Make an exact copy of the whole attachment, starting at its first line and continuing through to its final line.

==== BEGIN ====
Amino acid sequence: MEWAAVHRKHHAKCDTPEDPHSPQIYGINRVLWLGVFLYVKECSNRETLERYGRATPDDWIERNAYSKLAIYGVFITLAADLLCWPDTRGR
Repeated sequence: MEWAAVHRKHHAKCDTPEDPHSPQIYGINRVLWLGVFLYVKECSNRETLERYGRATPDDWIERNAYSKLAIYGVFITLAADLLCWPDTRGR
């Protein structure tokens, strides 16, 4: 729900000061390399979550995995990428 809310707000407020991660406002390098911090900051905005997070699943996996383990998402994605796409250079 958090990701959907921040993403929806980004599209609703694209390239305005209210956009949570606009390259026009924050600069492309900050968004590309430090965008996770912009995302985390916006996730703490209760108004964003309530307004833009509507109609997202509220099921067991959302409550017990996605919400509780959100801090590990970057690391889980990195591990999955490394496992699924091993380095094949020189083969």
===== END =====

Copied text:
Amino acid sequence: MEWAAVHRKHHAKCDTPEDPHSPQIYGINRVLWLGVFLYVKECSNRETLERYGRATPDDWIERNAYSKLAIYGVFITLAADLLCWPDTRGR
Repeated sequence: MEWAAVHRKHHAKCDTPEDPHSPQIYGINRVLWLGVFLYVKECSNRETLERYGRATPDDWIERNAYSKLAIYGVFITLAADLLCWPDTRGR
């Protein structure tokens, strides 16, 4: 729900000061390399979550995995990428 809310707000407020991660406002390098911090900051905005997070699943996996383990998402994605796409250079 958090990701959907921040993403929806980004599209609703694209390239305005209210956009949570606009390259026009924050600069492309900050968004590309430090965008996770912009995302985390916006996730703490209760108004964003309530307004833009509507109609997202509220099921067991959302409550017990996605919400509780959100801090590990970057690391889980990195591990999955490394496992699924091993380095094949020189083969």